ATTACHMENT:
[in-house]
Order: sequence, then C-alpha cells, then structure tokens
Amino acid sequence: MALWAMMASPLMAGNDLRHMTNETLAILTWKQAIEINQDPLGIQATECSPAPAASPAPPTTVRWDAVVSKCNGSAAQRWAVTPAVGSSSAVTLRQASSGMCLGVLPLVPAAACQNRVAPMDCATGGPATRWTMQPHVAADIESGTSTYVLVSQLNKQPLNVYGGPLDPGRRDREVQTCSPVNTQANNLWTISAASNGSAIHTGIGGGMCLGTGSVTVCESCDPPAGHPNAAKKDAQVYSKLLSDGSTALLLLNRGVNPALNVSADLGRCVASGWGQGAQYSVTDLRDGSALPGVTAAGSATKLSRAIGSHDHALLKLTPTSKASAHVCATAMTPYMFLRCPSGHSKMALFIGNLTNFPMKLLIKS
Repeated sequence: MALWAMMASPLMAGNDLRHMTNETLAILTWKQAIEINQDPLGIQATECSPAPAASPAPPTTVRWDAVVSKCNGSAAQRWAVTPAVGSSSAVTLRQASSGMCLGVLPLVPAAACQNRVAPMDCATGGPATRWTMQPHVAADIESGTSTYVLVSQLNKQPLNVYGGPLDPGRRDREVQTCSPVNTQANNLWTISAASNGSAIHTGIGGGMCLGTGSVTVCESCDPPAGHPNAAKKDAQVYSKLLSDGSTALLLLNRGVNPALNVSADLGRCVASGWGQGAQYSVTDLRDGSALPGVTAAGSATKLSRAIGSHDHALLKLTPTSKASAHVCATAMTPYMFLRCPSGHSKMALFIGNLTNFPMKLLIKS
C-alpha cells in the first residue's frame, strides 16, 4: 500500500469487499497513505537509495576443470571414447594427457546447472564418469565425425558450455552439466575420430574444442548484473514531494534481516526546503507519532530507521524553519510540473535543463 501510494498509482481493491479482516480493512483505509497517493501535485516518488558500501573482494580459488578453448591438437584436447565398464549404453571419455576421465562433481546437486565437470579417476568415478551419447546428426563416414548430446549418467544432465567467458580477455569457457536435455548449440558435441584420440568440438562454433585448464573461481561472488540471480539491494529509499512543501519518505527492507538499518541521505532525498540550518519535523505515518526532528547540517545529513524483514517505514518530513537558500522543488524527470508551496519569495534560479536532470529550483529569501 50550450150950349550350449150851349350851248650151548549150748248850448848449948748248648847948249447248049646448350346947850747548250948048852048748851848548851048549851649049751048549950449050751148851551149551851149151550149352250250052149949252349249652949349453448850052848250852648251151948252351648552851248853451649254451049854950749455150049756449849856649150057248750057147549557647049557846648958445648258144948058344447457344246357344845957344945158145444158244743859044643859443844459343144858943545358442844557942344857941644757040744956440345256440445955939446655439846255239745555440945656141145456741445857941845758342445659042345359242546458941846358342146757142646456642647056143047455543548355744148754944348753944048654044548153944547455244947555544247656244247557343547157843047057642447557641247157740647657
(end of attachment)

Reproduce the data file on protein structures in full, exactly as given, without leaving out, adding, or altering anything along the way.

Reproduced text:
[in-house]
Order: sequence, then C-alpha cells, then structure tokens
Amino acid sequence: MALWAMMASPLMAGNDLRHMTNETLAILTWKQAIEINQDPLGIQATECSPAPAASPAPPTTVRWDAVVSKCNGSAAQRWAVTPAVGSSSAVTLRQASSGMCLGVLPLVPAAACQNRVAPMDCATGGPATRWTMQPHVAADIESGTSTYVLVSQLNKQPLNVYGGPLDPGRRDREVQTCSPVNTQANNLWTISAASNGSAIHTGIGGGMCLGTGSVTVCESCDPPAGHPNAAKKDAQVYSKLLSDGSTALLLLNRGVNPALNVSADLGRCVASGWGQGAQYSVTDLRDGSALPGVTAAGSATKLSRAIGSHDHALLKLTPTSKASAHVCATAMTPYMFLRCPSGHSKMALFIGNLTNFPMKLLIKS
Repeated sequence: MALWAMMASPLMAGNDLRHMTNETLAILTWKQAIEINQDPLGIQATECSPAPAASPAPPTTVRWDAVVSKCNGSAAQRWAVTPAVGSSSAVTLRQASSGMCLGVLPLVPAAACQNRVAPMDCATGGPATRWTMQPHVAADIESGTSTYVLVSQLNKQPLNVYGGPLDPGRRDREVQTCSPVNTQANNLWTISAASNGSAIHTGIGGGMCLGTGSVTVCESCDPPAGHPNAAKKDAQVYSKLLSDGSTALLLLNRGVNPALNVSADLGRCVASGWGQGAQYSVTDLRDGSALPGVTAAGSATKLSRAIGSHDHALLKLTPTSKASAHVCATAMTPYMFLRCPSGHSKMALFIGNLTNFPMKLLIKS
C-alpha cells in the first residue's frame, strides 16, 4: 500500500469487499497513505537509495576443470571414447594427457546447472564418469565425425558450455552439466575420430574444442548484473514531494534481516526546503507519532530507521524553519510540473535543463 501510494498509482481493491479482516480493512483505509497517493501535485516518488558500501573482494580459488578453448591438437584436447565398464549404453571419455576421465562433481546437486565437470579417476568415478551419447546428426563416414548430446549418467544432465567467458580477455569457457536435455548449440558435441584420440568440438562454433585448464573461481561472488540471480539491494529509499512543501519518505527492507538499518541521505532525498540550518519535523505515518526532528547540517545529513524483514517505514518530513537558500522543488524527470508551496519569495534560479536532470529550483529569501 50550450150950349550350449150851349350851248650151548549150748248850448848449948748248648847948249447248049646448350346947850747548250948048852048748851848548851048549851649049751048549950449050751148851551149551851149151550149352250250052149949252349249652949349453448850052848250852648251151948252351648552851248853451649254451049854950749455150049756449849856649150057248750057147549557647049557846648958445648258144948058344447457344246357344845957344945158145444158244743859044643859443844459343144858943545358442844557942344857941644757040744956440345256440445955939446655439846255239745555440945656141145456741445857941845758342445659042345359242546458941846358342146757142646456642647056143047455543548355744148754944348753944048654044548153944547455244947555544247656244247557343547157843047057642447557641247157740647657